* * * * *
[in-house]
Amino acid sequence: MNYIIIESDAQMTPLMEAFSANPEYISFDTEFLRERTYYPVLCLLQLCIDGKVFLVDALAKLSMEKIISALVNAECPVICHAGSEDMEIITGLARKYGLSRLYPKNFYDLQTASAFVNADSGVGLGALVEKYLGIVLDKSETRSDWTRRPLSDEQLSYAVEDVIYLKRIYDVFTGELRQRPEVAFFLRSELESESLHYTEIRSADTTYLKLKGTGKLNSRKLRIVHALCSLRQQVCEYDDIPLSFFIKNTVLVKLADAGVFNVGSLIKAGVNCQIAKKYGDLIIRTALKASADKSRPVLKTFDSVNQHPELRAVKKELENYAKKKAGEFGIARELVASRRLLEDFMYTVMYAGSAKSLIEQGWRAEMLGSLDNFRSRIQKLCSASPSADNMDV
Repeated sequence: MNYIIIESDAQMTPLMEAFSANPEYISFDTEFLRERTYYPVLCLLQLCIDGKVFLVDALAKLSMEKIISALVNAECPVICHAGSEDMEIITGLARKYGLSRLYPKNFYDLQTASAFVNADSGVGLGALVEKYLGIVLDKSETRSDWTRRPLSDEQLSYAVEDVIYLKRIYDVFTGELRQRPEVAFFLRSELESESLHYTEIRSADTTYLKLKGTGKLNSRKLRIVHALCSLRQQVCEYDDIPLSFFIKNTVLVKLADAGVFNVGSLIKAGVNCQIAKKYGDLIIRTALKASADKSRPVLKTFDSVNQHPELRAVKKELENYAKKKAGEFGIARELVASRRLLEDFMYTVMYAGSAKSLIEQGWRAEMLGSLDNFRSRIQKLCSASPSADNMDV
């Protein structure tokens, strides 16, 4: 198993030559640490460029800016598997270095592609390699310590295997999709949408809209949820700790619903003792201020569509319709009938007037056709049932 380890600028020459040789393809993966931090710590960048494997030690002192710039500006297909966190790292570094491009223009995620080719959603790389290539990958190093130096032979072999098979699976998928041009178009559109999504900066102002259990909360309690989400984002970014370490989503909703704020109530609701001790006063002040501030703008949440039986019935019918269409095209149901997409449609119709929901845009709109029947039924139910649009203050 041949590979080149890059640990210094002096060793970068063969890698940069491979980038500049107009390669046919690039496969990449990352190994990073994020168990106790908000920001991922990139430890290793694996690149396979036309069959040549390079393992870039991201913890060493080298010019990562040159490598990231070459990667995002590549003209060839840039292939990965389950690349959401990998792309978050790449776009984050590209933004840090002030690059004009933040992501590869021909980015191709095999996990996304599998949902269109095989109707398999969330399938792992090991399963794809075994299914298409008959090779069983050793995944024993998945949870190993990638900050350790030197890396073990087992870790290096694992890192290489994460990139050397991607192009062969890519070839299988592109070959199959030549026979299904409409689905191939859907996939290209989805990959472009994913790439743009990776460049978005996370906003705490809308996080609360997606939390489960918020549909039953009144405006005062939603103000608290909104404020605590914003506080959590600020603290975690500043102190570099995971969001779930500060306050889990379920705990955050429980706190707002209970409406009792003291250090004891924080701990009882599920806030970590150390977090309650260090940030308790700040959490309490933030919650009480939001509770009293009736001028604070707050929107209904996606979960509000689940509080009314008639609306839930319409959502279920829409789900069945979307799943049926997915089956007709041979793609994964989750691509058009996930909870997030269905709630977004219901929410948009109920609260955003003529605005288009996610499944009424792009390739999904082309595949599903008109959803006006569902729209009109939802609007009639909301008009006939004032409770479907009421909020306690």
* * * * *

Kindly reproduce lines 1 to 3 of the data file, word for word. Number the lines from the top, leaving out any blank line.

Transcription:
[in-house]
Amino acid sequence: MNYIIIESDAQMTPLMEAFSANPEYISFDTEFLRERTYYPVLCLLQLCIDGKVFLVDALAKLSMEKIISALVNAECPVICHAGSEDMEIITGLARKYGLSRLYPKNFYDLQTASAFVNADSGVGLGALVEKYLGIVLDKSETRSDWTRRPLSDEQLSYAVEDVIYLKRIYDVFTGELRQRPEVAFFLRSELESESLHYTEIRSADTTYLKLKGTGKLNSRKLRIVHALCSLRQQVCEYDDIPLSFFIKNTVLVKLADAGVFNVGSLIKAGVNCQIAKKYGDLIIRTALKASADKSRPVLKTFDSVNQHPELRAVKKELENYAKKKAGEFGIARELVASRRLLEDFMYTVMYAGSAKSLIEQGWRAEMLGSLDNFRSRIQKLCSASPSADNMDV
Repeated sequence: MNYIIIESDAQMTPLMEAFSANPEYISFDTEFLRERTYYPVLCLLQLCIDGKVFLVDALAKLSMEKIISALVNAECPVICHAGSEDMEIITGLARKYGLSRLYPKNFYDLQTASAFVNADSGVGLGALVEKYLGIVLDKSETRSDWTRRPLSDEQLSYAVEDVIYLKRIYDVFTGELRQRPEVAFFLRSELESESLHYTEIRSADTTYLKLKGTGKLNSRKLRIVHALCSLRQQVCEYDDIPLSFFIKNTVLVKLADAGVFNVGSLIKAGVNCQIAKKYGDLIIRTALKASADKSRPVLKTFDSVNQHPELRAVKKELENYAKKKAGEFGIARELVASRRLLEDFMYTVMYAGSAKSLIEQGWRAEMLGSLDNFRSRIQKLCSASPSADNMDV